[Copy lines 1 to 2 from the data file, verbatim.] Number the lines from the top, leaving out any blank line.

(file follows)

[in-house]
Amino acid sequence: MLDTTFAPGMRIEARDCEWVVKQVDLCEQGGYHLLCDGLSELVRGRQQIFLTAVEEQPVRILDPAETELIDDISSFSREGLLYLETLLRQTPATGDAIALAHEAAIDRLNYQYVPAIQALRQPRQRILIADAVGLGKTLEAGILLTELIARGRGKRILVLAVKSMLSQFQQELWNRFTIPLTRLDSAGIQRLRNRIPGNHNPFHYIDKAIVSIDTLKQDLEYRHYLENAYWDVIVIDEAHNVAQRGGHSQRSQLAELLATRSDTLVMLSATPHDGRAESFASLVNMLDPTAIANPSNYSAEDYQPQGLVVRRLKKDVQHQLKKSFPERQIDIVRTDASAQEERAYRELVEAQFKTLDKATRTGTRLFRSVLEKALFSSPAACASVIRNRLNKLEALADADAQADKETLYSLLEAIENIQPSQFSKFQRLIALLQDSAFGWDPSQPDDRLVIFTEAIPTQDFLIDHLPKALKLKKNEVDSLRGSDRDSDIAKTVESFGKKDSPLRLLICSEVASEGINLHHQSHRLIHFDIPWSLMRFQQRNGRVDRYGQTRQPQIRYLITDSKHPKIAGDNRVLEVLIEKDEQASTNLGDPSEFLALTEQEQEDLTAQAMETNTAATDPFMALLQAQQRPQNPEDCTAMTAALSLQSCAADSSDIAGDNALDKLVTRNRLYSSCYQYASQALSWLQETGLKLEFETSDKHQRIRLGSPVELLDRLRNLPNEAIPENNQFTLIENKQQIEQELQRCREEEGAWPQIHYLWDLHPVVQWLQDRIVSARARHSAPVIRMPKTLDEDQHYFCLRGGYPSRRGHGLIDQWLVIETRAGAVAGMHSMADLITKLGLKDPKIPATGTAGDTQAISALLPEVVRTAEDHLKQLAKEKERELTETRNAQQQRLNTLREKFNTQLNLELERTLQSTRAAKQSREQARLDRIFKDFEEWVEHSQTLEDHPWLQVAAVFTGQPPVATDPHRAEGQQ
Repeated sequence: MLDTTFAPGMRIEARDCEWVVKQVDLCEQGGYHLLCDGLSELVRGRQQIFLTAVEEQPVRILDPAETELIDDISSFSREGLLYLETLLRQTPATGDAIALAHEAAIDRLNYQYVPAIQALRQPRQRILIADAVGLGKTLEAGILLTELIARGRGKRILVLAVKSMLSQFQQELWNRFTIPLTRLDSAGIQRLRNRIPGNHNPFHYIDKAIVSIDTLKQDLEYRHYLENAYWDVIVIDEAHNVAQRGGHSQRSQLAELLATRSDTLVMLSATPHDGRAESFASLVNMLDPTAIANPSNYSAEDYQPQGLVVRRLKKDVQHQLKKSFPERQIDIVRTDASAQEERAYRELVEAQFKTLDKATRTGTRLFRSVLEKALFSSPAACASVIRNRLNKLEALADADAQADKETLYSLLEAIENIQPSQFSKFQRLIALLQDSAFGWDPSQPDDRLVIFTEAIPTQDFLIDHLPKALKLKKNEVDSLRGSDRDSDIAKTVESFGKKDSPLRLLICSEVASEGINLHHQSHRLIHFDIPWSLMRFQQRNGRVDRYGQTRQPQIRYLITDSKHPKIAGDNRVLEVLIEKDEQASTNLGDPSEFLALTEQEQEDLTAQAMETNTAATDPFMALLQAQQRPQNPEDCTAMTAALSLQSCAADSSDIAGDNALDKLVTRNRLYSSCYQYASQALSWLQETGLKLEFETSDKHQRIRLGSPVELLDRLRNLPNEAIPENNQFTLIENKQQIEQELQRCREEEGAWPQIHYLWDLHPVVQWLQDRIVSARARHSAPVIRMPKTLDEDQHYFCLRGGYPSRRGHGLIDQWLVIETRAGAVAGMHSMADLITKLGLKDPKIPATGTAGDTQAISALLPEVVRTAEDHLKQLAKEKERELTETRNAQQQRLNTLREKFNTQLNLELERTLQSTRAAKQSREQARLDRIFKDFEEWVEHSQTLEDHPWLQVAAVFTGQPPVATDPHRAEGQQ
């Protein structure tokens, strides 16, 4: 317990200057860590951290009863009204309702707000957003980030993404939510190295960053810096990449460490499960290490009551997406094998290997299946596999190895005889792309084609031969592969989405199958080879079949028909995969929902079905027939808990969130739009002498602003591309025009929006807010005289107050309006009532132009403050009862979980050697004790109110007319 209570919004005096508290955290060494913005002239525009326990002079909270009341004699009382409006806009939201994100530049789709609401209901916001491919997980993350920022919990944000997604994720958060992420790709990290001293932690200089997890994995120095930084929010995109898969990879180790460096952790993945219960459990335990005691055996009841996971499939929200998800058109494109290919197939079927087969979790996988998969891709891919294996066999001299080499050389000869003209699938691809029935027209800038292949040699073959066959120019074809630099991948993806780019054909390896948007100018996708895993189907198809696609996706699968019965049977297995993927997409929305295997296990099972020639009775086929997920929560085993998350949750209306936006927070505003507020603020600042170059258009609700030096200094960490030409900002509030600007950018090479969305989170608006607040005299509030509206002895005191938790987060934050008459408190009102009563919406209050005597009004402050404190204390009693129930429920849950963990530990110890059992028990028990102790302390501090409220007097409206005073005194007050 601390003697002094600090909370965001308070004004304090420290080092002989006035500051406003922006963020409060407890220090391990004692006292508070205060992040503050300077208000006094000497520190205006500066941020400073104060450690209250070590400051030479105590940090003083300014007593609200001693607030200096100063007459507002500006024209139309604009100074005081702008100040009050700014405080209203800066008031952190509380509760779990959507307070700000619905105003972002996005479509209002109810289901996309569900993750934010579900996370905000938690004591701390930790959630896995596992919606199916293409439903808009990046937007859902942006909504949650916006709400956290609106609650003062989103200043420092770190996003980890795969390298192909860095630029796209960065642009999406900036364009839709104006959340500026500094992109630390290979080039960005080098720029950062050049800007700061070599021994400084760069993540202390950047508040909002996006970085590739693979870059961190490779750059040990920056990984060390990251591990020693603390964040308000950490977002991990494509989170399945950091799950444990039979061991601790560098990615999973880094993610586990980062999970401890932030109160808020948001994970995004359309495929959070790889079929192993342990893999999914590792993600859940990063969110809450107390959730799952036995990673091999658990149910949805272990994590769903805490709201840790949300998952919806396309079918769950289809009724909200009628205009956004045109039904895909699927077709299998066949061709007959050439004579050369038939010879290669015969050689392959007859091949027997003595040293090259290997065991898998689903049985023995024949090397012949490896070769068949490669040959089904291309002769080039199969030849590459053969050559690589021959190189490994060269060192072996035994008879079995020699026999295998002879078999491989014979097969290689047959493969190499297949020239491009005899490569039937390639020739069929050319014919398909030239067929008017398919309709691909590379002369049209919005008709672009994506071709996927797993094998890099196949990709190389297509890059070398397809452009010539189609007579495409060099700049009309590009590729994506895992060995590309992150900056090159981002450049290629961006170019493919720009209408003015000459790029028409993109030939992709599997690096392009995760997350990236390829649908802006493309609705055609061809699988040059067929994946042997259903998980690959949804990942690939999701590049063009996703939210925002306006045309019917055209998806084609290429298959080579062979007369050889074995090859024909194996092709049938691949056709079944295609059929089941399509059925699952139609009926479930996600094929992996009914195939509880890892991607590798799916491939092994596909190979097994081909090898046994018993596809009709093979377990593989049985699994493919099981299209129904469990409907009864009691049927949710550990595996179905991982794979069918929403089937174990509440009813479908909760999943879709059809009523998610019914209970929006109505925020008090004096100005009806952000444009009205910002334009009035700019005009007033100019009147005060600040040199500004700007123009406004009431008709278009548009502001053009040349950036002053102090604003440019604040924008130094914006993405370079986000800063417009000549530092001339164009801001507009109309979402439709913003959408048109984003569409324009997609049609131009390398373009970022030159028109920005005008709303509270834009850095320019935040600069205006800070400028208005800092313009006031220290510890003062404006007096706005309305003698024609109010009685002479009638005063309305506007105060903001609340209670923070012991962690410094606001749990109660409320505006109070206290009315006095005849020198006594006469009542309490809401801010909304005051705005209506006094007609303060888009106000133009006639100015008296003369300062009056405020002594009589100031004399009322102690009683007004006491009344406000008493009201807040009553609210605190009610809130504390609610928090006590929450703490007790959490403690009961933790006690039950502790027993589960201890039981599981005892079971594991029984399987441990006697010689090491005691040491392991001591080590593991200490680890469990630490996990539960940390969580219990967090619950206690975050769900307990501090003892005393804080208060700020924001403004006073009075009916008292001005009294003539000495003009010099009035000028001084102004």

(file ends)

[in-house]
Amino acid sequence: MLDTTFAPGMRIEARDCEWVVKQVDLCEQGGYHLLCDGLSELVRGRQQIFLTAVEEQPVRILDPAETELIDDISSFSREGLLYLETLLRQTPATGDAIALAHEAAIDRLNYQYVPAIQALRQPRQRILIADAVGLGKTLEAGILLTELIARGRGKRILVLAVKSMLSQFQQELWNRFTIPLTRLDSAGIQRLRNRIPGNHNPFHYIDKAIVSIDTLKQDLEYRHYLENAYWDVIVIDEAHNVAQRGGHSQRSQLAELLATRSDTLVMLSATPHDGRAESFASLVNMLDPTAIANPSNYSAEDYQPQGLVVRRLKKDVQHQLKKSFPERQIDIVRTDASAQEERAYRELVEAQFKTLDKATRTGTRLFRSVLEKALFSSPAACASVIRNRLNKLEALADADAQADKETLYSLLEAIENIQPSQFSKFQRLIALLQDSAFGWDPSQPDDRLVIFTEAIPTQDFLIDHLPKALKLKKNEVDSLRGSDRDSDIAKTVESFGKKDSPLRLLICSEVASEGINLHHQSHRLIHFDIPWSLMRFQQRNGRVDRYGQTRQPQIRYLITDSKHPKIAGDNRVLEVLIEKDEQASTNLGDPSEFLALTEQEQEDLTAQAMETNTAATDPFMALLQAQQRPQNPEDCTAMTAALSLQSCAADSSDIAGDNALDKLVTRNRLYSSCYQYASQALSWLQETGLKLEFETSDKHQRIRLGSPVELLDRLRNLPNEAIPENNQFTLIENKQQIEQELQRCREEEGAWPQIHYLWDLHPVVQWLQDRIVSARARHSAPVIRMPKTLDEDQHYFCLRGGYPSRRGHGLIDQWLVIETRAGAVAGMHSMADLITKLGLKDPKIPATGTAGDTQAISALLPEVVRTAEDHLKQLAKEKERELTETRNAQQQRLNTLREKFNTQLNLELERTLQSTRAAKQSREQARLDRIFKDFEEWVEHSQTLEDHPWLQVAAVFTGQPPVATDPHRAEGQQ